Thank you so much for a productive and far-reaching exchange of ideas and perspectives over the last two weeks around the demography and drivers of forced displacement, environmental conditions and change at refugee and IDP settlements, and climate change effects on refugee-environment relationships.
If anything, the Cyberseminar has shown that we are still struggling with our limited ability to meaningfully understand refugee-environment relationships. We have ever increasing satellite and open geospatial data coverage yet information scarcity remains the norm in so many displacement settings, even those that have lingered for generations. We have a growing capacity for rapid response assessments in fragile and conflict-affected contexts but forward-looking anticipatory frameworks that grapple with tightening cycles of environmental change and violence are still in their nascency. We are concerned about the safety and security of displaced populations and their ability to (re-)establish productive relationships with community and land, but the empathy and advocacy that motivate research may be extinguished under the weight of empirics and theory. And amidst these struggles, the violence, persecution, and conflict that drives displacement persists. Despite the struggles, I am heartened to see the engagement of the PERN community during this Cyberseminar and look forward to future discussions.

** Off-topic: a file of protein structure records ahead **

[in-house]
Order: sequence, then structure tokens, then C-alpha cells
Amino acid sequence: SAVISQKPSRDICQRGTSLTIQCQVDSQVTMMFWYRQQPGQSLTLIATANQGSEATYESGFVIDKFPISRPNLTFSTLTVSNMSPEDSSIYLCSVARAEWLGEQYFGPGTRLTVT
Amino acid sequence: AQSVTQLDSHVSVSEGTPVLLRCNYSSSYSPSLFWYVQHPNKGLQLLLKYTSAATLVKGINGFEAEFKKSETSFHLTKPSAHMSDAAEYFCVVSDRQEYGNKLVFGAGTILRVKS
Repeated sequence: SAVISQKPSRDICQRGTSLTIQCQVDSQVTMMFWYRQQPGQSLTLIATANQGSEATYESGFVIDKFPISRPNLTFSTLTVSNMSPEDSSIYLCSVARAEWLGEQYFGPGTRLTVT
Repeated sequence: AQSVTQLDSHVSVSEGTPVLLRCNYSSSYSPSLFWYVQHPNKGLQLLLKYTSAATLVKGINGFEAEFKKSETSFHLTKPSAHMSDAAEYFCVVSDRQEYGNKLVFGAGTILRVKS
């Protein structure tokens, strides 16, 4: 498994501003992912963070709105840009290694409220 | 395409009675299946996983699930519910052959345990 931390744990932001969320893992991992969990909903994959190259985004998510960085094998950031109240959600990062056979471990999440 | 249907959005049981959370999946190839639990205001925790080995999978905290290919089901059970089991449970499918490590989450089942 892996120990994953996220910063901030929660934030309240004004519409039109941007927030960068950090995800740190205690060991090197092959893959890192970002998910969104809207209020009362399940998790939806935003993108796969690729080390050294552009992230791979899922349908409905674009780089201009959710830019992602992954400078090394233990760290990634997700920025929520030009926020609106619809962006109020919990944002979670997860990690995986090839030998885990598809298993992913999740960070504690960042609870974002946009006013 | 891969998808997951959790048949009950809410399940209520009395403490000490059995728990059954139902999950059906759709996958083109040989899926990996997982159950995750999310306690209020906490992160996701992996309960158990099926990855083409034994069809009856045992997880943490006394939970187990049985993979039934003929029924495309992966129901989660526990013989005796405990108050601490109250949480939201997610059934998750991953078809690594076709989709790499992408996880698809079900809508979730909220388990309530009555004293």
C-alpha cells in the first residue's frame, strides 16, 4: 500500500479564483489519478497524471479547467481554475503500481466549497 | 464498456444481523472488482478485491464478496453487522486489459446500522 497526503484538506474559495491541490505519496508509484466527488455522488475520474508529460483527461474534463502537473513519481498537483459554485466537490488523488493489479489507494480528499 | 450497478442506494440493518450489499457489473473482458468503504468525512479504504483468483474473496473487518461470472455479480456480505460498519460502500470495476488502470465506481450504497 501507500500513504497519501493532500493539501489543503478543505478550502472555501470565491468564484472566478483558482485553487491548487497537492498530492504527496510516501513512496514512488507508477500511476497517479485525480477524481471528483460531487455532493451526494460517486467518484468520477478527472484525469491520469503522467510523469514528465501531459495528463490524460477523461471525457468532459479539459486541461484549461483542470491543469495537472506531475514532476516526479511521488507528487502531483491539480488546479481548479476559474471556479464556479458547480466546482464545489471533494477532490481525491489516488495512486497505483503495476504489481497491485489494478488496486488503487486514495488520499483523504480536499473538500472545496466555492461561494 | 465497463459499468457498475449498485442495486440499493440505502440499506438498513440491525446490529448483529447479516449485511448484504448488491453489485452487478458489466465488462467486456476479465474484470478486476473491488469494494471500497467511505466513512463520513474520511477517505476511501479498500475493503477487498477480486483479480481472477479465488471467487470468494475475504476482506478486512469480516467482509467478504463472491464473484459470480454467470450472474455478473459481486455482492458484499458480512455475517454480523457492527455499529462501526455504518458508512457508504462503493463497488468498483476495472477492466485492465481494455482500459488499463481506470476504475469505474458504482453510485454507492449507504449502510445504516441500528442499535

Please join me in thanking our panelists for their contributions. Thank you to: Mohammad Jalal Abbasi Shavazi, Hadi Jaafar, Geoffrey Kateregga, Ellen Percy Kraly, Andrew Kruczkiewicz, Stefan Lang, Catherine Nakalembe, and Victor Nyamori.
Thanks as well to the Cyberseminar organizers, David Wrathall, Susana Adamo, and Alex de Sherbinin, to Lisa Lukang for helping to set-up and run the Cyberseminar, and to the broader PERN Scientific Committee.
My sincere thanks to all of you who contributed to the cyberseminar,
Jamon Van Den Hoek, PhD | Asst Professor
Oregon State University occupies land in the traditional territory of the
Ampinefu ("Mary's River") band of the Kalapuya. After the Kalapuya
Treaty (Treaty of Dayton) in 1855, Kalapuya people were forcibly removed
to what are now the Grand Ronde and Siletz reservations, and are now